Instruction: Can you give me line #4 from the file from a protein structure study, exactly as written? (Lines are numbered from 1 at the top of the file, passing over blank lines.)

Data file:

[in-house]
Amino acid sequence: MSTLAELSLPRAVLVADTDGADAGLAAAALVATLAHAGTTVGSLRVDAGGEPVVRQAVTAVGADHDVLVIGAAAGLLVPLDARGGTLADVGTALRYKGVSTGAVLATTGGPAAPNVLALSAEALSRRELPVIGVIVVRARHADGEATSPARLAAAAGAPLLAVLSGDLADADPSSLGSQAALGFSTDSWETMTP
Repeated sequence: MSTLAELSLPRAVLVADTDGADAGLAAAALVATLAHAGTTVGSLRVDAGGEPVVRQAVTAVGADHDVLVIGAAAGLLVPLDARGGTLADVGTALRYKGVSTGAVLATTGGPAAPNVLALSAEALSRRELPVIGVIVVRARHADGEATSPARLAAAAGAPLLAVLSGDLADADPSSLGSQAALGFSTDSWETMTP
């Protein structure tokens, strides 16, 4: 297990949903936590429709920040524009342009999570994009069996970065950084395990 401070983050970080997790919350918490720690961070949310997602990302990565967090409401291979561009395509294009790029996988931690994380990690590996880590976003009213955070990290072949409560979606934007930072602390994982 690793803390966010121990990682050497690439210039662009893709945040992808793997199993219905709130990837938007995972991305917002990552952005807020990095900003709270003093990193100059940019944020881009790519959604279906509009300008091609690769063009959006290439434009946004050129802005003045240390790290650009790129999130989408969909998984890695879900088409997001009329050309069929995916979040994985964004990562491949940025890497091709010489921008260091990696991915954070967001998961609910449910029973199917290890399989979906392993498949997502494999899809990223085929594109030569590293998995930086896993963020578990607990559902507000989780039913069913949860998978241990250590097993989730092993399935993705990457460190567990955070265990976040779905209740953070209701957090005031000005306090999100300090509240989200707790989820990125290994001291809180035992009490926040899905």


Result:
């Protein structure tokens, strides 16, 4: 297990949903936590429709920040524009342009999570994009069996970065950084395990 401070983050970080997790919350918490720690961070949310997602990302990565967090409401291979561009395509294009790029996988931690994380990690590996880590976003009213955070990290072949409560979606934007930072602390994982 690793803390966010121990990682050497690439210039662009893709945040992808793997199993219905709130990837938007995972991305917002990552952005807020990095900003709270003093990193100059940019944020881009790519959604279906509009300008091609690769063009959006290439434009946004050129802005003045240390790290650009790129999130989408969909998984890695879900088409997001009329050309069929995916979040994985964004990562491949940025890497091709010489921008260091990696991915954070967001998961609910449910029973199917290890399989979906392993498949997502494999899809990223085929594109030569590293998995930086896993963020578990607990559902507000989780039913069913949860998978241990250590097993989730092993399935993705990457460190567990955070265990976040779905209740953070209701957090005031000005306090999100300090509240989200707790989820990125290994001291809180035992009490926040899905």